4 Lawn Destroying Insects to Watch Out For

mole cricket lawn damage

A healthy, lush lawn can be the envy of the neighborhood. In addition to attracting the birds and the bees, a healthy lawn is also inviting to hungry insects. Here are the four common lawn destroying insects to watch out for in Allentown, PA.  

Japanese Beetle

japanese beetlesThe Japanese beetle is an invasive species similar to the June bug that can damage not only your yard but your trees and shrubs as well. The beetle’s larvae feed on the roots of your grass in the spring and in fall. This makes it harder for the grass to take up water and the damage really becomes visible in times of drought. The grubs also attract moles, skunks, crows, raccoons and geese, other critters that can tear up your yard. When the adults emerge in the summer, they feed on nearly every tree and bush in your yard and if there are enough of them they can completely strip it of foliage. You can get rid of these pests with an organic pesticide or a homemade concoction of hot sauce, garlic, water, and dish soap.  

Sod Webworms

Sod WebwormsWebworms are annoying pests that can cause a great deal of damage. These little buggers are hard to find since they hide during the day and feed at night. You’ll know you have webworms when you start to see the baseball-sized brown patches on your lawn. One webworm can lay up to 200 eggs which hatch during the summer. If you catch them early enough, a simple solution of water and dish soap should bring them to the surface where you can rake them.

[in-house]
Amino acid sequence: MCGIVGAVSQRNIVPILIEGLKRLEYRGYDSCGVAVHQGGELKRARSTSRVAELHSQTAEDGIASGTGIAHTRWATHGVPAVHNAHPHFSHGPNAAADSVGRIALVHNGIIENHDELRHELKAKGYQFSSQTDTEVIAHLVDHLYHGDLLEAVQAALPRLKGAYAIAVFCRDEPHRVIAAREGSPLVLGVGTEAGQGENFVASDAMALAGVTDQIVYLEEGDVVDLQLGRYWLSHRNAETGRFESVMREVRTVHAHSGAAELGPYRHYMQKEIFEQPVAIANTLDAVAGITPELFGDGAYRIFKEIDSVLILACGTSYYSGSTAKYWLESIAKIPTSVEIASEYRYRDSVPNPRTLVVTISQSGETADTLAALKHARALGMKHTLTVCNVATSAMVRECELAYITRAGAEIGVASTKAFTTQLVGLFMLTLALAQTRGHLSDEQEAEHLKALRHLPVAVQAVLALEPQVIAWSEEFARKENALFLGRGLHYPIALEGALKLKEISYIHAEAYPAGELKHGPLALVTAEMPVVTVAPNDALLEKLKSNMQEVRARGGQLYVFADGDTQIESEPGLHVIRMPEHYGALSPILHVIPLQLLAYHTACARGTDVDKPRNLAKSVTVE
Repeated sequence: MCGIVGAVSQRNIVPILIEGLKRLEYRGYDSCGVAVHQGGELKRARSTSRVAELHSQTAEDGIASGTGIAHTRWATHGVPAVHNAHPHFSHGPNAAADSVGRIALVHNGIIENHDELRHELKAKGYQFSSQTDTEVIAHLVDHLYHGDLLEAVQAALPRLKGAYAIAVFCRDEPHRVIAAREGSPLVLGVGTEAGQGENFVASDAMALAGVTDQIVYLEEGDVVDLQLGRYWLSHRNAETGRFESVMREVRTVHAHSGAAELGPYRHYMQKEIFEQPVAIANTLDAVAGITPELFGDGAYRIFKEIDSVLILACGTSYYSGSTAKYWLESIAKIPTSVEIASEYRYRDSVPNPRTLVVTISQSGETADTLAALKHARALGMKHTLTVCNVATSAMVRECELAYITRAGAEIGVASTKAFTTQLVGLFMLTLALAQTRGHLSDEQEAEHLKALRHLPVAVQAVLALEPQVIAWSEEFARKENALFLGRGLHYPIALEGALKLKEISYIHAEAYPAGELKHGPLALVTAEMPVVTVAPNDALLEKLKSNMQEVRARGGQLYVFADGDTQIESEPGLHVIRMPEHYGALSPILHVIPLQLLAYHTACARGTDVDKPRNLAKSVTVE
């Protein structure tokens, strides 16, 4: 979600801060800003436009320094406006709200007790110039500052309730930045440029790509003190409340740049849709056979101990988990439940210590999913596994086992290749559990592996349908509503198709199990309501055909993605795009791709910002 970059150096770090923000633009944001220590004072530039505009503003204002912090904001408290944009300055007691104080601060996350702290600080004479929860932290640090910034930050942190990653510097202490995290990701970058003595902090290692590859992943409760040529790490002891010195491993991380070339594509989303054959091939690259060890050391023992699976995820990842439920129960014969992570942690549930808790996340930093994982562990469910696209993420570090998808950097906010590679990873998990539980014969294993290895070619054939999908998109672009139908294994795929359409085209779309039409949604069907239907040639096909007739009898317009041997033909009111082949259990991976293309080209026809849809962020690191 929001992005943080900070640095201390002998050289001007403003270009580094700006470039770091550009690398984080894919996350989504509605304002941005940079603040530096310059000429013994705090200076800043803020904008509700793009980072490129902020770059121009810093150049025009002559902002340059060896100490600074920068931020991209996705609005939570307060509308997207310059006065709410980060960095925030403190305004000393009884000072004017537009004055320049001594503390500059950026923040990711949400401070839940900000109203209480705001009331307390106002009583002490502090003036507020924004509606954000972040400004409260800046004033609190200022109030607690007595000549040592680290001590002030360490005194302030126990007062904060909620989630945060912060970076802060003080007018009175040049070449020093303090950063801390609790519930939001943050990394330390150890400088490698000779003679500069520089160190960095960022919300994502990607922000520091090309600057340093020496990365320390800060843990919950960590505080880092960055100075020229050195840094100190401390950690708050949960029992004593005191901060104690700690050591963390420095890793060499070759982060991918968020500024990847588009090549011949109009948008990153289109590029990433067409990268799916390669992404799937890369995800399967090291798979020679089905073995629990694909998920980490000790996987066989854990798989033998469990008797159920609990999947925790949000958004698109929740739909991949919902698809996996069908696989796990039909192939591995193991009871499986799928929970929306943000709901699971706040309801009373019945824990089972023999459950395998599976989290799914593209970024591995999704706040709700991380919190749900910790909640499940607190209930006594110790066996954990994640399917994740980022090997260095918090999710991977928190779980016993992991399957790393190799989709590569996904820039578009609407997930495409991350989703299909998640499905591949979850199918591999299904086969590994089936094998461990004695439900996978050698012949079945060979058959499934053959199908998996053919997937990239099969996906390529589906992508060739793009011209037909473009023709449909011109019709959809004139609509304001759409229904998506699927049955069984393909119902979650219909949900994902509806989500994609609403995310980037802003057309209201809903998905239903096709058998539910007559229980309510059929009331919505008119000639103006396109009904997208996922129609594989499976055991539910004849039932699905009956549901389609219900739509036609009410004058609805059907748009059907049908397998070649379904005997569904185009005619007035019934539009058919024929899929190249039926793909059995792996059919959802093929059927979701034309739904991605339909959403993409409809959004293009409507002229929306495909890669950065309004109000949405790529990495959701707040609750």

Chinch Bugs

the hairy chinch bugA common lawn pest in Pennsylvania is the chinch bug., which often goes unnoticed because of its size and color. Adults like to spend the winter in unraked leaves and thatch which is why it’s essential to rake in the fall. When it comes to feeding, these little pests prefer red fescues, perennial ryegrass, and Kentucky bluegrass. Damage becomes visible from early July through late August.

Mole Crickets

mole cricket lawn damageMole crickets can really damage a lawn if you aren’t vigilant. These scary-looking pests look like a lab experiment gone wrong. They’re 1 to 1 1/4 inches long and have large front claws (like a mole) and large lobster-like heads and bodies. Mole crickets damage grass and other plants by tunneling under the soil and damaging roots. If that wasn’t reason enough to be creeped out, they also bite.

Most of these pests can be controlled, as long as you identify them early. Don’t let insects treat your yard like a buffet. If you suspect you have a pest infestation, visit our Allentown lawn care page for more info today!


Rachel Vogel